They include a front-desk hotel clerk with a nose "...shrivelled like a dried fig, as if God had cursed her for sticking it in everyone's business," a cigar-smoking Russian matchmaker, and Tommy's off-the-grid navy SEAL buddy Lionel Purcell.

It is Lionel who fills in the gaps for Roy about Tommy's service, sacrifices and slip-ups, and it these stories that Roy in turn offers to Joni when he finally finds her.

This is, after all, a novel about storytelling, or rather two books about storytelling — one is Roy's story about missing his brother, the other is Tommy's story about literally missing, just by a few months, his baby brother Roy.

Together, these separate but joined narratives make a remarkable and complete work of fiction — much in the same way that two brothers separated too soon and forever still make a family.

 

Sharon Chisvin is a Winnipeg writer.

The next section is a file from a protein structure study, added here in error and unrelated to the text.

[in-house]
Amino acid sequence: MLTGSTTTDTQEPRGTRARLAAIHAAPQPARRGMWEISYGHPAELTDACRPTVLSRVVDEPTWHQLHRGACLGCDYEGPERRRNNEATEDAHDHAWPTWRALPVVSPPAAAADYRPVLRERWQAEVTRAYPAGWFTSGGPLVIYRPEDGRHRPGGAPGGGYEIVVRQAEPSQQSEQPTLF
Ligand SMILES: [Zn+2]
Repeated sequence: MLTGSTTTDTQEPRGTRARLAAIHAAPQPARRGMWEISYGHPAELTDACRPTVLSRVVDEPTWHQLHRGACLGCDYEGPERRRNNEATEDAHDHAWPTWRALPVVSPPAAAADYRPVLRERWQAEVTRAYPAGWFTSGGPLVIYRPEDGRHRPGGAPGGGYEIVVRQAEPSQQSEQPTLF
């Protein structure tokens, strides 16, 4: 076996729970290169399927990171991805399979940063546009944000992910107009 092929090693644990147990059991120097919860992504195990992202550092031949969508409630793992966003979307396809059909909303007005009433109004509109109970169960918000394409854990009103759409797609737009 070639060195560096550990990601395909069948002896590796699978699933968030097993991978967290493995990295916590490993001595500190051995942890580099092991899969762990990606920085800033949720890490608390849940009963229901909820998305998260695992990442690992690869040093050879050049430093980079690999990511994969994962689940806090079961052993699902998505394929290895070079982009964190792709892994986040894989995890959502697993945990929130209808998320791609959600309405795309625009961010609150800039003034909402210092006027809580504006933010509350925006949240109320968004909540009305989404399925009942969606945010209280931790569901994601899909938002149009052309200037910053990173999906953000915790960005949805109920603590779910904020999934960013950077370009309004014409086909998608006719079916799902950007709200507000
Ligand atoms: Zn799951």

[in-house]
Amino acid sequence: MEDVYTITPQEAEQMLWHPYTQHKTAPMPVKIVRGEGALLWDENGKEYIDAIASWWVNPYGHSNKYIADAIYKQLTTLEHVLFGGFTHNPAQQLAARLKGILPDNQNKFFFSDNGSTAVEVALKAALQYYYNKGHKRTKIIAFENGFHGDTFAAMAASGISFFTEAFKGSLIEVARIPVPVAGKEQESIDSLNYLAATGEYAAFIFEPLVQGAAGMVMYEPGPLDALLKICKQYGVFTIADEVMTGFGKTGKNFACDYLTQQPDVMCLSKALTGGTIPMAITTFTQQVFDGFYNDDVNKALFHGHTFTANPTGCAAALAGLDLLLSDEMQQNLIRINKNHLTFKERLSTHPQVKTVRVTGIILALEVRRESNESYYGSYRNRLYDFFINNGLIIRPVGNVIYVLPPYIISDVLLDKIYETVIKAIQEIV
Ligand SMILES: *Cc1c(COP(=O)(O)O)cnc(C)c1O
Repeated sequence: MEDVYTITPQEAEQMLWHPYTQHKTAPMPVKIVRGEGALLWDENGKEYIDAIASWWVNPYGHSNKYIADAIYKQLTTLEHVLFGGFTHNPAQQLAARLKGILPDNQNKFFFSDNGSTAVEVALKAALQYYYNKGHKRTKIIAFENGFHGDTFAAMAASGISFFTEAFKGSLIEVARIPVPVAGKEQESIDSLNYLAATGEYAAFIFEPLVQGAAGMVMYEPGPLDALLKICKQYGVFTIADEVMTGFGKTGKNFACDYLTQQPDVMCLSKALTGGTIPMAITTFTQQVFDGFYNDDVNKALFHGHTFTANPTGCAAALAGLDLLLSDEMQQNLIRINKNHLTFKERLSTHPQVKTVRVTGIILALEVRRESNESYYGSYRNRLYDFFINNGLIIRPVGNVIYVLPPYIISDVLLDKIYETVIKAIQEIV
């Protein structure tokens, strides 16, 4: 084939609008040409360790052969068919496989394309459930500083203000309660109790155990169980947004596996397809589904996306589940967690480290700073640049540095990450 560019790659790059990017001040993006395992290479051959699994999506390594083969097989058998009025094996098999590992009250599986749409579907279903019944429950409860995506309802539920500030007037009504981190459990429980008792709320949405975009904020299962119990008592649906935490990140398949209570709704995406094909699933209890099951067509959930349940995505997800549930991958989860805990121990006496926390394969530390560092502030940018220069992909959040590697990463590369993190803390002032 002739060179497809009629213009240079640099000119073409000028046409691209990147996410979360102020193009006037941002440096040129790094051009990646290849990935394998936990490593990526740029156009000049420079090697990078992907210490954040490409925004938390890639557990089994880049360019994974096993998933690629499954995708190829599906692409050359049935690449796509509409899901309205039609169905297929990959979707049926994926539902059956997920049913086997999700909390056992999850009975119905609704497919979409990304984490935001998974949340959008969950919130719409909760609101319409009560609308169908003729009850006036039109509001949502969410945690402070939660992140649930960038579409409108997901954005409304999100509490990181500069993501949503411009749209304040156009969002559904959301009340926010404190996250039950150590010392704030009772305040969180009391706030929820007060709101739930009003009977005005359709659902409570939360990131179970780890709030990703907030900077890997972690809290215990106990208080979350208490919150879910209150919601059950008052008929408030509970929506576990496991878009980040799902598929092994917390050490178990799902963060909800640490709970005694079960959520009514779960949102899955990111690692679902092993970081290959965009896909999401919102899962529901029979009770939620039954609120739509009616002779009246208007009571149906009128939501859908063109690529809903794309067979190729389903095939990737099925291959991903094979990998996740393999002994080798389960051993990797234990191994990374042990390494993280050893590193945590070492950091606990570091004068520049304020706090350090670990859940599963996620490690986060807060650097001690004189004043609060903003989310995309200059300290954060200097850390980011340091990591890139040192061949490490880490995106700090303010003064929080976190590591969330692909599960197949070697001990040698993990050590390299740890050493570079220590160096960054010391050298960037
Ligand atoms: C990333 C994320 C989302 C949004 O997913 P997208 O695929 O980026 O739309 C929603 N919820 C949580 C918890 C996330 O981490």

Advertisement

Advertise With Us

You can comment on most stories on The Winnipeg Free Press website. You can also agree or disagree with other comments. All you need to do is be a Winnipeg Free Press print or digital subscriber to join the conversation and give your feedback.

Have Your Say

New to commenting? Check out our Frequently Asked Questions.

Have Your Say

Comments are open to The Winnipeg Free Press print or digital subscribers only. why?

Have Your Say

Comments are open to The Winnipeg Free Press Subscribers only. why?

The Winnipeg Free Press does not necessarily endorse any of the views posted. By submitting your comment, you agree to our Terms and Conditions. These terms were revised effective January 2015.